The DTI hosted a Law Symposium in Johannesburg last week to discuss further possibilities for export-orientated industries and the building of industrial capabilities and other foreign related developments as part of a recently drafted Bill on Special Economic Zones (SEZ).
HumanIPO reported on Malcomess’ plans to challenge the DTI at the Law Symposium last week, regarding the lack of support for SMMEs.
Unsatisfied with the way issues were dealt with, she has resolved to approach symposium speakers Astrid Ludin and Farouk Cassim with a request to address a gathered group of SMMEs so interaction can take place and the authorities can provide answers.
“The collapse of the economy in South Africa and fleeing of more big companies is imminent,” Malcomess posted on SM(M)E network blog Traderz.
She continued: “The reliance on SM(M)E to carry on is not encouraging but the only method left.”
She went on to explain the lack of advantages taken from SMMEs with the omission of partnership possibilities, which previously made up for inefficiencies in other areas.
One of the speakers at the symposium Phil Mindin, a legal expert from the United States, mentioned the shortcomings in his speech.
However, Malcomess was unhappy there were no opportunities for questions or clarification.
Furthermore, she “felt as if you had been in a drilling hall with your mind at the end of it” as speakers were rushed to adhere to the allocated time schedule.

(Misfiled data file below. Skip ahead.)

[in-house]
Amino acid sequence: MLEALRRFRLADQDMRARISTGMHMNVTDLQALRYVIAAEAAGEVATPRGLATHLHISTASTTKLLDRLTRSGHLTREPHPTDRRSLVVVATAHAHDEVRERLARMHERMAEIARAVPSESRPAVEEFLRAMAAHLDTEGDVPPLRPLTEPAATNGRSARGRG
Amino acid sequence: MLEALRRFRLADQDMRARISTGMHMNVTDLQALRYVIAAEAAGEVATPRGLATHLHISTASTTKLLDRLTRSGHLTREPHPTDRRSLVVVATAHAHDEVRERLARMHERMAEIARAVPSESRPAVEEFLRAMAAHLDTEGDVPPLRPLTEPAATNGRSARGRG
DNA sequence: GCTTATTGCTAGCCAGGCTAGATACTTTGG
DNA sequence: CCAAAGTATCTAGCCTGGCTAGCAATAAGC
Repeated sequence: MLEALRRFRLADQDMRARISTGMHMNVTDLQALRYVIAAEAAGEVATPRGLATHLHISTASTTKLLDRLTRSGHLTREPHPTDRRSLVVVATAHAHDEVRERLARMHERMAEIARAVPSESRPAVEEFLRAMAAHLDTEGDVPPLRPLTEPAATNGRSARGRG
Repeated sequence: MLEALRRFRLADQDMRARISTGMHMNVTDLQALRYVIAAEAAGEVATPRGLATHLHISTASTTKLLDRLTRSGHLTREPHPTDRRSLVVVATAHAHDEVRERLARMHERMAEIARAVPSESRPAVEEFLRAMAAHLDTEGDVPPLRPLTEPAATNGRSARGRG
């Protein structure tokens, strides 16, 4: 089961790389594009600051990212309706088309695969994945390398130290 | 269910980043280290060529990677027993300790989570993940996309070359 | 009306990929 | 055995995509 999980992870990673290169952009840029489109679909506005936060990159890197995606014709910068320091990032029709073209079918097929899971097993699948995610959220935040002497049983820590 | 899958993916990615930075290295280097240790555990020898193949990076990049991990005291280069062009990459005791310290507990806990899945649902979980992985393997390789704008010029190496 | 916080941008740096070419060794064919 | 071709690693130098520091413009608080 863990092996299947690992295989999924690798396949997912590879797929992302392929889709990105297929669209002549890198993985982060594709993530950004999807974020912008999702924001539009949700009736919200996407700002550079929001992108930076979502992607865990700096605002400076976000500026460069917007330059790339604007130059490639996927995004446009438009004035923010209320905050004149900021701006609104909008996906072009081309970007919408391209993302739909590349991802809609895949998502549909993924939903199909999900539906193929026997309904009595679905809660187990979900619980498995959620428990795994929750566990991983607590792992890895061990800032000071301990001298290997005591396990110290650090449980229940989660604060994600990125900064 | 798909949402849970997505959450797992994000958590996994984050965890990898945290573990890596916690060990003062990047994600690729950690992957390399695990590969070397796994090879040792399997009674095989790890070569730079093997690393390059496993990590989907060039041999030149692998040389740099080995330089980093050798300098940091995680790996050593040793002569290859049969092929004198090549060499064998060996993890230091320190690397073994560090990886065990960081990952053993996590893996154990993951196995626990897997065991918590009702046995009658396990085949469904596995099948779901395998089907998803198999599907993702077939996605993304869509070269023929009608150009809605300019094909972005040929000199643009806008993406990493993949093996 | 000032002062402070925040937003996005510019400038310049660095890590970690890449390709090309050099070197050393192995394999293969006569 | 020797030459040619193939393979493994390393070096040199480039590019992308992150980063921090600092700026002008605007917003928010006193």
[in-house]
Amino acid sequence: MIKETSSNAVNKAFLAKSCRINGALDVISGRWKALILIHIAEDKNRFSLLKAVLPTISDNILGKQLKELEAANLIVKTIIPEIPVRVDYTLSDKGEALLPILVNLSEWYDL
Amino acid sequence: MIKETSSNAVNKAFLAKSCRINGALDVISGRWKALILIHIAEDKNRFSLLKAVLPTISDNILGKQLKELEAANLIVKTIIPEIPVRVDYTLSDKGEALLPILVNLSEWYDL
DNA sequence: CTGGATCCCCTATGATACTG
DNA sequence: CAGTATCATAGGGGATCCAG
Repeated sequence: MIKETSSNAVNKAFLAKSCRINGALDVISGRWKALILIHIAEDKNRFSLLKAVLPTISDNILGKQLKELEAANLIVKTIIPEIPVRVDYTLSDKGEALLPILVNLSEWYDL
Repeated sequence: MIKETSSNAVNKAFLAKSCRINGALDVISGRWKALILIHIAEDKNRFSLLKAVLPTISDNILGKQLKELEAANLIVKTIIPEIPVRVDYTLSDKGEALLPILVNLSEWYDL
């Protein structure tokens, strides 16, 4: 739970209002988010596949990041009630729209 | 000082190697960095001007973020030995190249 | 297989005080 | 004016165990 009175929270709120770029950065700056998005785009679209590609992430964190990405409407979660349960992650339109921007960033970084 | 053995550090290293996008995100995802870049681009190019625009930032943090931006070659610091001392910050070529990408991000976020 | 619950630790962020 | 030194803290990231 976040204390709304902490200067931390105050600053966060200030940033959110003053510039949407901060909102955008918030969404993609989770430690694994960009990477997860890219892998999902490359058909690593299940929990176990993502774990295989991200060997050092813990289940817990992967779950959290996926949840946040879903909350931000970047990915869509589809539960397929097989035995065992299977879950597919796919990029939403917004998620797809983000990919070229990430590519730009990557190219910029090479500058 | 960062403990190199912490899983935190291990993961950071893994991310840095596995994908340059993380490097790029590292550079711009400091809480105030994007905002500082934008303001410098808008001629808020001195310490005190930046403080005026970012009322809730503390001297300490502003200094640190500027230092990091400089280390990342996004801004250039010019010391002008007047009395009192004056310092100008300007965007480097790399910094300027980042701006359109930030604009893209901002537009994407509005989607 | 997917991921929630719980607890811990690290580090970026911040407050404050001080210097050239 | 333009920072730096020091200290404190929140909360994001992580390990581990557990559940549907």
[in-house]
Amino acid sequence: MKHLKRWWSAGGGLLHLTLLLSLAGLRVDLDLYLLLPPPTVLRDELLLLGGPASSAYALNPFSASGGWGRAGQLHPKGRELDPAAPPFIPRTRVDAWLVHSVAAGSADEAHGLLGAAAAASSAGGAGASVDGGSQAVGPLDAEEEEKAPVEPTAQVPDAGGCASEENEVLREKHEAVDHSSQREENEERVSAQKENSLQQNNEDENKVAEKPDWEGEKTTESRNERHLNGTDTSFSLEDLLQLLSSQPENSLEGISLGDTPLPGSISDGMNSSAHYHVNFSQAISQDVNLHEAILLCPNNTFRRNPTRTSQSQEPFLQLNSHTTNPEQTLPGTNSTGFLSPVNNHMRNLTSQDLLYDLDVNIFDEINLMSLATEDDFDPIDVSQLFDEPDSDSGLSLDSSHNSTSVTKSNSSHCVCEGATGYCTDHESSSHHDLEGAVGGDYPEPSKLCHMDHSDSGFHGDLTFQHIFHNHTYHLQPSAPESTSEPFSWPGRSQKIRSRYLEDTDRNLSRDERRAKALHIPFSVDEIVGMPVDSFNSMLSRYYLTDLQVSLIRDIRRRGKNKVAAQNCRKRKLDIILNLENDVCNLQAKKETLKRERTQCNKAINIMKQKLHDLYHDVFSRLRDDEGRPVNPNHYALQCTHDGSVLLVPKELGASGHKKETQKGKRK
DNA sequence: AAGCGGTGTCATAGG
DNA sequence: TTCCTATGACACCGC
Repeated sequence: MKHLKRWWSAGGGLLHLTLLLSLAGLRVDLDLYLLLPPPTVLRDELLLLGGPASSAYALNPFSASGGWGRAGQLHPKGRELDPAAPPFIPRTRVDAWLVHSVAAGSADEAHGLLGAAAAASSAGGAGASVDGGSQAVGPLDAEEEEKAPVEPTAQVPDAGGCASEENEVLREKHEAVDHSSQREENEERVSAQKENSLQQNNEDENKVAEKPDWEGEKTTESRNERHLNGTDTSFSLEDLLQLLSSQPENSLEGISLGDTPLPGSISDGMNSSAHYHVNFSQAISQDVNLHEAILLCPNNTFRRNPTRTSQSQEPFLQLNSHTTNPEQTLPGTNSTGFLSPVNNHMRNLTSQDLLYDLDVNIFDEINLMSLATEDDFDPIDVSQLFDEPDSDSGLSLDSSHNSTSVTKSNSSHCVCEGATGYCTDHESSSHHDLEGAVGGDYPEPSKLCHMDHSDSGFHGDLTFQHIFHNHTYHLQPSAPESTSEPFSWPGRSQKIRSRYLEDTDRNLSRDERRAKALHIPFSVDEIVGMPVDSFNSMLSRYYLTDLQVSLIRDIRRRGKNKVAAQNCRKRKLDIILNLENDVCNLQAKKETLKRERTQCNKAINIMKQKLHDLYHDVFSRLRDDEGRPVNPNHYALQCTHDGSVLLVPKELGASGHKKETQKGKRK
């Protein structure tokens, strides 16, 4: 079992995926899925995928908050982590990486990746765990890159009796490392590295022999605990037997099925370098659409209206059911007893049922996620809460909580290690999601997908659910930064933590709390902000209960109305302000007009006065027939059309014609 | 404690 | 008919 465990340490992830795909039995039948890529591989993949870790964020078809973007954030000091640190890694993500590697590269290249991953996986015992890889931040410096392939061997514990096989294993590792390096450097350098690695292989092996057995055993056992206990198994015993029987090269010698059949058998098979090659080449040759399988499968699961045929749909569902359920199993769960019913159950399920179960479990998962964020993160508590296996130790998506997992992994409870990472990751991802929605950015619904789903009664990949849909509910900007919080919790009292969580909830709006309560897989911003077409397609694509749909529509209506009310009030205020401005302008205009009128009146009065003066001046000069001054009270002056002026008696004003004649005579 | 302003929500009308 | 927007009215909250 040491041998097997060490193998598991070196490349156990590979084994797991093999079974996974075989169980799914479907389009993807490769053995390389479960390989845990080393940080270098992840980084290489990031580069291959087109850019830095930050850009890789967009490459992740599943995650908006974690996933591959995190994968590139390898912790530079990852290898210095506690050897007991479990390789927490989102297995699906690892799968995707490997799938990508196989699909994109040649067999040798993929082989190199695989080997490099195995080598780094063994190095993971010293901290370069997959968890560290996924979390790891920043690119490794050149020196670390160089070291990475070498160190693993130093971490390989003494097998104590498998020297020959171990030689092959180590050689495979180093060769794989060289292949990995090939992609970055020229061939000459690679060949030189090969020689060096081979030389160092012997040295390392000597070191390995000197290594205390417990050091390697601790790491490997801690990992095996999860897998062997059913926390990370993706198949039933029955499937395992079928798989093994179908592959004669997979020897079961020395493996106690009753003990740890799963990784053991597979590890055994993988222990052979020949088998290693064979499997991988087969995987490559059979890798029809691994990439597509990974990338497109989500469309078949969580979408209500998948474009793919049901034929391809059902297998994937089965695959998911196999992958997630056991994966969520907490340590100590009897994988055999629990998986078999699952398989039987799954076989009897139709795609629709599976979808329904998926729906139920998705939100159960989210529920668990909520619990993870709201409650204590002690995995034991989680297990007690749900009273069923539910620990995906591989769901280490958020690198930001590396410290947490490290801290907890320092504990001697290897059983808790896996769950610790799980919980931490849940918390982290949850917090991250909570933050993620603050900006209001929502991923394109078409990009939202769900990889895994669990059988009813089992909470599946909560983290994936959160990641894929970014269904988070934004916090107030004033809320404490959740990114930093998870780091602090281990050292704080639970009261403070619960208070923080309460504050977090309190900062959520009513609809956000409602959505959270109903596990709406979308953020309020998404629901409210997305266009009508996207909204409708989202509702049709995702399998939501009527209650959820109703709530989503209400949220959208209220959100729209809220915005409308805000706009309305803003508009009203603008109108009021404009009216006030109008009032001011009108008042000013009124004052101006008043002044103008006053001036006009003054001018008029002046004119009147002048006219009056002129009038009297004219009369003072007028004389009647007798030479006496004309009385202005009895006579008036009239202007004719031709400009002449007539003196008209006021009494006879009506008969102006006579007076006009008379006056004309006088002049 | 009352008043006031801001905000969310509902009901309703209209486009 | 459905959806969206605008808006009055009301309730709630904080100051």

SMME regulations, as addressed by Cassim, from the University of Witwatersrand, did not fully portray the status quo.
The entrepreneur’s greatest concern is the affordability of SMME registration, the cost of which has increased from ZAR2,500 (US$275) to ZAR20,000 (US$2,200), according to Malcomess.
“It needs to be taken into consideration that a lot of SM(M)E(s) are poor in both website registration (due to lack of trust) and in the physical process due to not understanding the requirements. Some SME battle to read or don’t understand English very well,” Malcomess stated.
Other notable announcements made include the replacement of laws guarding against infringement of copyright regarding company’s trading names, with a number allocation system as by the Commissioner for the Company Law Administration.